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Resisting Separation 

Hundreds protest immigration policies at the Virginia State Capitol.

click to enlarge More than 700 people come together at the Virginia State Capitol to protest detention facilities and the Trump administration’s immigration policies.

Scott Elmquist

More than 700 people come together at the Virginia State Capitol to protest detention facilities and the Trump administration’s immigration policies.

A few feet away from the black "RESIST" shirts and posters reading "Nobody is illegal on stolen land," 6-year-old Ruby Hampton confidently grips a crimson sign with white block letters that reads "Families belong together."

People congregate around her on the steps of the Virginia State Capitol during Richmond's Lights for Liberty vigil July 12, one of hundreds around the country protesting detention facilities and family separation.

Ruby's father, Vincent Hampton, flew up from Florida and says there was a long talk on the way to the protest about why they were there.

"They were all dead silent, listening very hard," says Hampton.

Briar Harris Chatterjea recently moved back to Richmond after 14 years in India, where she was an activist and teacher at the American Embassy School in New Delhi. Now she works for the Latin Ballet of Virginia.

"I want to find out how we in Virginia are helping to better the conditions of the people that are already here that are 'other than.'" Chatterjea says. "I completely disagree with splitting up families. … It is demeaning and hostile to treat others in that way."

Members of Rise Up Sing Out, a social-justice choir, are together in a corner. The group's director, Jamie Kilpatrick, has a personal connection to immigration — her sister, a lawyer, represents Guatemalan immigrant Abbie Arevalo-Herrera, who's been living in sanctuary at First Unitarian Universalist Church since June 2018.

"There are so many stories about rape and sexual abuse and psychological trauma and it's just horrifying," Kilpatrick says of the detention facilities, her voice breaking slightly. "I can put a face to it. … I see Abbie's children."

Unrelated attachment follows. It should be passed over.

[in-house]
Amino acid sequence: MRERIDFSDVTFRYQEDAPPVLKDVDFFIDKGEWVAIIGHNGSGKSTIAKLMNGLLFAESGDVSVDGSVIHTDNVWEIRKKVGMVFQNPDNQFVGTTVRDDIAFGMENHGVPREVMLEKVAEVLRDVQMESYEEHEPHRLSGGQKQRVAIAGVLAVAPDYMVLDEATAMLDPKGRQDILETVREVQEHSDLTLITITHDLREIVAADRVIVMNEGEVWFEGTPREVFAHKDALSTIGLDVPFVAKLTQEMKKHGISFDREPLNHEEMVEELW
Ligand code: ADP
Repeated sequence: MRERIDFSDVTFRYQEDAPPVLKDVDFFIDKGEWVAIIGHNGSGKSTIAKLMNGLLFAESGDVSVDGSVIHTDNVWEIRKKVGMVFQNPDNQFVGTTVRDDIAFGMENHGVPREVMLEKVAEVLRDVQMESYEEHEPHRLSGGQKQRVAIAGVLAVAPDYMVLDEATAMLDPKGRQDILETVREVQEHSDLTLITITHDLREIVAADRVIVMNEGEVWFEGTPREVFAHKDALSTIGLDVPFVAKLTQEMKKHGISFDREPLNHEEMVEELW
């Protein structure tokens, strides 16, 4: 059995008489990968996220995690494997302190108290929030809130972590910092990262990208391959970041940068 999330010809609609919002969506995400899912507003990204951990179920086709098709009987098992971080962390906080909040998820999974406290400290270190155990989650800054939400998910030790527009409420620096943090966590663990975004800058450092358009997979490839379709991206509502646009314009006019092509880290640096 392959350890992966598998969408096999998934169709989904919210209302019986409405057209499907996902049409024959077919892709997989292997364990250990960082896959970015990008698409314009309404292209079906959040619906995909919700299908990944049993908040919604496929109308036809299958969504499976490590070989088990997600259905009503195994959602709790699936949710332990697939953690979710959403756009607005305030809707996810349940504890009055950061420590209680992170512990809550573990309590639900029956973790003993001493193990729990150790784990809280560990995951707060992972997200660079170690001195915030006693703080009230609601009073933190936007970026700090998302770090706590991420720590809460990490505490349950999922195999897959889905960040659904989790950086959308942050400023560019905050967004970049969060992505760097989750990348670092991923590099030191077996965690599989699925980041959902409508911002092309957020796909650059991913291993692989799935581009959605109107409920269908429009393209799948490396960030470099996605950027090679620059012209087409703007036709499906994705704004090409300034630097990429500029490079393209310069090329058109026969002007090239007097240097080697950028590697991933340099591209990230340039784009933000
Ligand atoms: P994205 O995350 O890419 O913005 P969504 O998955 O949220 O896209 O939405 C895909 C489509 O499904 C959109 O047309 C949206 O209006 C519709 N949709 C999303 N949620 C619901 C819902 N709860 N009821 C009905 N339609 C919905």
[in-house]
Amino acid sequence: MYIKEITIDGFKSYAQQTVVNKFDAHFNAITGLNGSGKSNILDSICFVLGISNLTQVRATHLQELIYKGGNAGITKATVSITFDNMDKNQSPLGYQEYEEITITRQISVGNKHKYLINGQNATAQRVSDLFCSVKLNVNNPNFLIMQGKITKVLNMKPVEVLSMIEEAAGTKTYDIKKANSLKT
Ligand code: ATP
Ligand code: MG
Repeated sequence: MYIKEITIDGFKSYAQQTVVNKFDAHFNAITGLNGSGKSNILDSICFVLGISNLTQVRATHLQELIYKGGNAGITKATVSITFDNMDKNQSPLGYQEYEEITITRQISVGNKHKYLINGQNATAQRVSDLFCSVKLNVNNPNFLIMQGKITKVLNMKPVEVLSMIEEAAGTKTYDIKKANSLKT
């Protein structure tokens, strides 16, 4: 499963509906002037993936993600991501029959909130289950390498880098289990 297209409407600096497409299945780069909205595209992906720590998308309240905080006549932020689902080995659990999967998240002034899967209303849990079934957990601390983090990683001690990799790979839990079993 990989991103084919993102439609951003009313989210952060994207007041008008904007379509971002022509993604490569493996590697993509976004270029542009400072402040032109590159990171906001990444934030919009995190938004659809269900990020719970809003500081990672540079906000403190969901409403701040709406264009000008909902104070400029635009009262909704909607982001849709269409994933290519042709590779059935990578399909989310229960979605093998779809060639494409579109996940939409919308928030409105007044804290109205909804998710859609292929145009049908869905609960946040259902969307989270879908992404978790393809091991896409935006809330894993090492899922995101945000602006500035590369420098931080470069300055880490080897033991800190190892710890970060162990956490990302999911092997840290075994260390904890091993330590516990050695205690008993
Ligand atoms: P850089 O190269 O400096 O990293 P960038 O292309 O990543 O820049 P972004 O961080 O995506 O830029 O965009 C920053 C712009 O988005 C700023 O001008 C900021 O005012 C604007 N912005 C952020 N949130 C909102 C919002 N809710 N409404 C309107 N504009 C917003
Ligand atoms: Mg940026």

The first scheduled speaker, a Deferred Action for Childhood Arrivals recipient, is unable to attend due to speculation that Immigration and Customs Enforcement officers may be present. Her friend Monica Hutchinson speaks on her behalf.

"Our journey is lonely and fragile. I now have to focus on surviving and protecting my loved ones," she says, reading from a prepared statement. "I have one last semester in college and all I can think is if I can make it."

Laura Pho, who hosted the event, reads the testimony of an unnamed former Department of Homeland Security employee, who left the agency after 10 years because of President Donald Trump's immigration policies.

"Migrants crossing the U.S.-Mexico border was a manufactured crisis," she reads. "The child separation policy is Trump's policy and represents the darkest days in modern American history. DHS has no plans to reunite these children and the trauma will be generations long."

Meant to be the final speaker, Arevalo-Herrera speaks via Facebook Live. She describes her experience in a detention center, recalling the cold temperatures that have earned such facilities the term "icebox." Due to technical difficulties and time restraints, her speech is cut short. The full video is available on the Hands Off Abbie Facebook page.

Ending the evening on a positive note, Kilpatrick begins singing "I'm sending you light, to heal you, to hold you" and crowd members join in.

Luu Doan, a Vietnamese refugee and Pho's mother, looks on in admiration. Doan says she felt accepted as an American when she arrived in 1979 with only $100 in her pocket. She believes it's her duty to show up for those who don't have the same experience.

"I know what freedom feels like. … I learned I need to speak up for your rights to be treated equally like everyone else," she says through a translator. "I keep thinking about them and that's what keeps me going."

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